LOS ANGELES (CBSLA.com/AP) — A unanimous Supreme Court ruling Wednesday that generally prohibits police from searching the cellphones of people they arrest without first getting search warrants is unlikely to hinder future LAPD investigations, a police spokesman said.
In a decision (PDF) written by Chief Justice John Roberts, the court said cellphones are powerful devices unlike anything else police may find on someone they arrest. Because the phones contain so much information, police must get a warrant before looking through them, Roberts said.
“Modern cellphones are not just another technological convenience. With all they contain and all they may reveal, they hold for many Americans the privacies of life,” Roberts said.
The court chose not to extend earlier rulings that allow police to empty a suspect’s pockets and examine whatever they find to ensure officers’ safety and prevent the destruction of evidence.
Despite the high court’s decision, KNX 1070’s Pete Demetriou reports LAPD officers said they don’t expect the ruling to hinder their ability to collect data on a smartphone for evidence, but it could lead to some changes.
“Prior to this decision, officers and investigators were able to access some of the information in a phone that could be critical to an investigation,” said LAPD Lt. Andy Neiman. “But now, we’ll do what the courts say, as we always do, and we’ll abide by their recommendations, and we’ll just have to obtain search warrants from this point forward.”
While judges and district attorney’s offices already work around the clock on expedited warrants, some critics say any delays that come as a result of the court’s ruling could allow criminals or their associates to remotely “dump” data from a smartphone.
Neiman said he doesn’t rule out that possibility.
“We’ll have to take precautions and use measures to ensure that we’re able to recover and safely secure evidence,” he said.
The Obama administration and the state of California, defending the cellphone searches, said cellphones should have no greater protection from a search than anything else police find.
But the defendants in these cases, backed by civil libertarians, librarians and news media groups, argued that cellphones, especially smartphones, are increasingly powerful computers that can store troves of sensitive personal information.
In the cases decided Wednesday, one defendant carried a smartphone, while the other carried an older flip phone.
Roberts said the comparison to packages of cigarettes and other items that were at issue in the earlier cases is not analogous.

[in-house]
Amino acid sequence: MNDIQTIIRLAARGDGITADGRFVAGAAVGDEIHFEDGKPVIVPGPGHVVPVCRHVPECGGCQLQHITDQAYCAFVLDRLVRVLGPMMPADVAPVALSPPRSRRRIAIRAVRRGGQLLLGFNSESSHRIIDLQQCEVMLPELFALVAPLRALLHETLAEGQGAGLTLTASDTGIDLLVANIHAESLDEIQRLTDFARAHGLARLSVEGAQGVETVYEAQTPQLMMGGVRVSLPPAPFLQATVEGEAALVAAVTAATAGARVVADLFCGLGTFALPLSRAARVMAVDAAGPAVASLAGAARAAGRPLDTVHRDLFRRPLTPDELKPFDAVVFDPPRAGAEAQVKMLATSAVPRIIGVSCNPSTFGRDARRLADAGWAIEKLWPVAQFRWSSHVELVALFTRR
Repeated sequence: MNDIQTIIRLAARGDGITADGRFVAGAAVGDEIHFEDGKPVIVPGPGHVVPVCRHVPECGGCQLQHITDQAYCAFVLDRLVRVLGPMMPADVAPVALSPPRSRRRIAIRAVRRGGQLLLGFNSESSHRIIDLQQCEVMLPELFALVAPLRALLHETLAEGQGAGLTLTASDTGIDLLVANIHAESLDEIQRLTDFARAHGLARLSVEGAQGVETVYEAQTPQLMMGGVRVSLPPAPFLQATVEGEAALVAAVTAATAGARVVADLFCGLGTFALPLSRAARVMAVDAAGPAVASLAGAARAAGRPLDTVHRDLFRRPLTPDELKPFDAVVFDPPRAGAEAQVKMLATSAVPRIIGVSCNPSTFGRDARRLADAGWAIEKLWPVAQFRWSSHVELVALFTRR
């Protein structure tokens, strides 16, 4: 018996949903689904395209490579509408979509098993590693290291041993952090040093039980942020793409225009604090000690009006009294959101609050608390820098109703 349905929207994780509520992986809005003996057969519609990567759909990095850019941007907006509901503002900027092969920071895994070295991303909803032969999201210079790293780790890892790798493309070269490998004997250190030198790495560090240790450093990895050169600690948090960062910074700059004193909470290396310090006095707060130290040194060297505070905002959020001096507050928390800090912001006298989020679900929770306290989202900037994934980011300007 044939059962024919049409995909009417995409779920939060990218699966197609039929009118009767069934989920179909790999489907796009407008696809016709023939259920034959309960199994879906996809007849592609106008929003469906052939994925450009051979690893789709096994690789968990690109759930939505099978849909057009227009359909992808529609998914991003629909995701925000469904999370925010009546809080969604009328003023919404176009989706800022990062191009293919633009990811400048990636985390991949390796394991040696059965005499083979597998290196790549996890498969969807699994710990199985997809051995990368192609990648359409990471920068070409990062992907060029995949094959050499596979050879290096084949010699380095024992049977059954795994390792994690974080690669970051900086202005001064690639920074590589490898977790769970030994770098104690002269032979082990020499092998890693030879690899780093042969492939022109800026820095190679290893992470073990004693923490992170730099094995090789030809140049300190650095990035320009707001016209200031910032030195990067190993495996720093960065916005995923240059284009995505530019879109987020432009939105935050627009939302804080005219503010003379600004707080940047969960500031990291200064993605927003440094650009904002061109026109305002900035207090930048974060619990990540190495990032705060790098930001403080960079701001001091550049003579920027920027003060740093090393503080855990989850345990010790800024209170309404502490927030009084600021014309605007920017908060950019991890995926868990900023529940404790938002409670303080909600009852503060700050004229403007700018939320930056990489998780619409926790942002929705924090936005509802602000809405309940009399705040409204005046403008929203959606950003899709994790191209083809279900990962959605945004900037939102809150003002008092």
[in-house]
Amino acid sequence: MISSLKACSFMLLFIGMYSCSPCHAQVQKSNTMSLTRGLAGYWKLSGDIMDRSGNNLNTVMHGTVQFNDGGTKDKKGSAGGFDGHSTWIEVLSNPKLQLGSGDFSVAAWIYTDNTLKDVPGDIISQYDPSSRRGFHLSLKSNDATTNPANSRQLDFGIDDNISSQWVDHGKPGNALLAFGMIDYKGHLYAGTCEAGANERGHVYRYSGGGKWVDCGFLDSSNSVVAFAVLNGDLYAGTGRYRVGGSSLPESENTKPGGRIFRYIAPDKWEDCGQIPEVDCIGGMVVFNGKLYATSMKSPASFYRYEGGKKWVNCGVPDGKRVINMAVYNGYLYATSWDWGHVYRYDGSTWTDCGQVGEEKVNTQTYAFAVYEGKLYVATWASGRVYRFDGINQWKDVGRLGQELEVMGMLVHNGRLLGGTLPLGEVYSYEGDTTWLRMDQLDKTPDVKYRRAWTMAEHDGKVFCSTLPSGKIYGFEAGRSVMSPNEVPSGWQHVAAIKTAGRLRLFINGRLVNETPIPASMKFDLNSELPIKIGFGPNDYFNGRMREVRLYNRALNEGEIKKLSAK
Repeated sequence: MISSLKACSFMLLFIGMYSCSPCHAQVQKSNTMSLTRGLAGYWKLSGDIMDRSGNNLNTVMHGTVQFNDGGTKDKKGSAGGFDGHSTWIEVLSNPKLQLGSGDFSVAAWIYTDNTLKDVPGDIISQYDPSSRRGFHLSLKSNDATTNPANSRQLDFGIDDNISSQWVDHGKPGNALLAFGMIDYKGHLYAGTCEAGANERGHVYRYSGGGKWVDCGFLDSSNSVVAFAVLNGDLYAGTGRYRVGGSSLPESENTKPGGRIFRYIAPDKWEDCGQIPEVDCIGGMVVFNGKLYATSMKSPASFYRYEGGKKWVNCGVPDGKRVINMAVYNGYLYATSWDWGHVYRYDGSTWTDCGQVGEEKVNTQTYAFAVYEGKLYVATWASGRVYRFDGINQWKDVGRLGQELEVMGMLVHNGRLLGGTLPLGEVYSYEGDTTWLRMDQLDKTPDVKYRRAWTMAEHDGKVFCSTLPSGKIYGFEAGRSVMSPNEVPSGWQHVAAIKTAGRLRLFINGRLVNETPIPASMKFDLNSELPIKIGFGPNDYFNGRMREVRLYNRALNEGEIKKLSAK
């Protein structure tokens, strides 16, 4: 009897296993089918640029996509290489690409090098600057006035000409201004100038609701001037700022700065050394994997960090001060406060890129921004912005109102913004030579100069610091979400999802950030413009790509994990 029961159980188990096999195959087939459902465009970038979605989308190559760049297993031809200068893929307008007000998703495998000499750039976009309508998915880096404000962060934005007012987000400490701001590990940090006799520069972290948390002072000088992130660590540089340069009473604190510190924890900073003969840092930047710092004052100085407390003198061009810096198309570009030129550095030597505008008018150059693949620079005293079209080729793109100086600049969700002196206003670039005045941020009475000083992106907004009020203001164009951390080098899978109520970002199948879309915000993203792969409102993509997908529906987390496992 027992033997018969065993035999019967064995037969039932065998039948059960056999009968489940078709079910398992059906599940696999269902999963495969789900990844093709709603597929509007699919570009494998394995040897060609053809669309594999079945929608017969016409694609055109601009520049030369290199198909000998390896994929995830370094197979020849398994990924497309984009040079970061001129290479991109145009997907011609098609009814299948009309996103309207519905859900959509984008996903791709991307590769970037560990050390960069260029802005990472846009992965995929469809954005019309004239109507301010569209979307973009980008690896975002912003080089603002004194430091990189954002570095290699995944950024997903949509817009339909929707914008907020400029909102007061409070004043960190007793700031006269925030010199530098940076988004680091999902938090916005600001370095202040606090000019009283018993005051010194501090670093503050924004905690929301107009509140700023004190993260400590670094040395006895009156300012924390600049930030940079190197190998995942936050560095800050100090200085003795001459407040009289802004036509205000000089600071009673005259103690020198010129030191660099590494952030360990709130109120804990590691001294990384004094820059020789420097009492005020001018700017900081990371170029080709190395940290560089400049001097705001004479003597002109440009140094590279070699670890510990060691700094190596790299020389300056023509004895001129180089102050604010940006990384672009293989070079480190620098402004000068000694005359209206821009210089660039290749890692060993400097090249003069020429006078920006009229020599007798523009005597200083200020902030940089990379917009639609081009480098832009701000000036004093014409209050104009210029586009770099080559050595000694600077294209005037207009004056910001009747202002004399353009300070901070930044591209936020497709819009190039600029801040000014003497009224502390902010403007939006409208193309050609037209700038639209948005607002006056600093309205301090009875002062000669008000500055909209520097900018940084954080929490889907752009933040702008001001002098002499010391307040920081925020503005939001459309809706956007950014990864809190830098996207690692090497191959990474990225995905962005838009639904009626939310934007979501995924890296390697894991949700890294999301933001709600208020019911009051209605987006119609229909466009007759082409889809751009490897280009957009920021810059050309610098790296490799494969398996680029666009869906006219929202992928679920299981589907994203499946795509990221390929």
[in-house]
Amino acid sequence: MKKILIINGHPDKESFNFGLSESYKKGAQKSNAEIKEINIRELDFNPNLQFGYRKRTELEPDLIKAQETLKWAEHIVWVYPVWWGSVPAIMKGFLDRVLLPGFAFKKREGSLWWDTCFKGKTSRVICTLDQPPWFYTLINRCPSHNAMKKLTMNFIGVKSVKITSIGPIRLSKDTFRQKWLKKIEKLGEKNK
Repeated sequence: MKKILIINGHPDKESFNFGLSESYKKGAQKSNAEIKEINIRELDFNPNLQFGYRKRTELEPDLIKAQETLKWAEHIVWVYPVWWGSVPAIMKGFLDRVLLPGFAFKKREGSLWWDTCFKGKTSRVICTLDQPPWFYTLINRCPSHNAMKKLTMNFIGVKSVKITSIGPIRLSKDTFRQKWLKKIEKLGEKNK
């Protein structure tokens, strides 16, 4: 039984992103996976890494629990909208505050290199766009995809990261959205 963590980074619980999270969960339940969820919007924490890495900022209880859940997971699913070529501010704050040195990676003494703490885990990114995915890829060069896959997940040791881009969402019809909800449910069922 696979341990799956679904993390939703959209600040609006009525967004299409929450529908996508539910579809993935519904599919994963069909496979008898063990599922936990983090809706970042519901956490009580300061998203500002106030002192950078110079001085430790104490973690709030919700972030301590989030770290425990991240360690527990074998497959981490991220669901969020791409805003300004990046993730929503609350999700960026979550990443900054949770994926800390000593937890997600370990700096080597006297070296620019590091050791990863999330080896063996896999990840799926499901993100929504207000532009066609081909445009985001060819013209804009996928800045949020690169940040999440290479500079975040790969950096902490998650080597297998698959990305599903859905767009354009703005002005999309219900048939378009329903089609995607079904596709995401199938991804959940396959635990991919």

A ride on horseback and a flight to the moon both “are ways of getting from point A to point B, but little else justifies lumping them together,” he said.
Authorities concerned about the destruction of evidence can take steps to prevent the remote erasure of a phone’s contents or the activation of encryption, Roberts said.
One exception to the warrant requirement left open by the decision is a case in which officers reasonably fear for their safety or the lives of others.
The two cases arose following arrests in San Diego and Boston.
In San Diego, police found indications of gang membership when they looked through defendant David Leon Riley’s Samsung smartphone. Prosecutors used video and photographs found on the smartphone to persuade a jury to convict Riley of attempted murder and other charges. California courts rejected Riley’s efforts to throw out the evidence and upheld the convictions.
The court ordered the California Supreme Court to take a new look at Riley’s case.
In Boston, a federal appeals court ruled that police must have a warrant before searching arrestees’ cellphones.
Police arrested Brima Wurie on suspicion of selling crack cocaine, checked the call log on his flip phone and used that information to determine where he lived. When they searched Wurie’s home and had a warrant, they found crack, marijuana, a gun and ammunition. The evidence was enough to produce a conviction and a prison term of more than 20 years.
The appeals court ruled for Wurie, but left in place a drug conviction for selling cocaine near a school that did not depend on the tainted evidence. That conviction also carried a 20-year sentence. The administration appealed the court ruling because it wants to preserve the warrantless searches following arrest.
The justices upheld that ruling.
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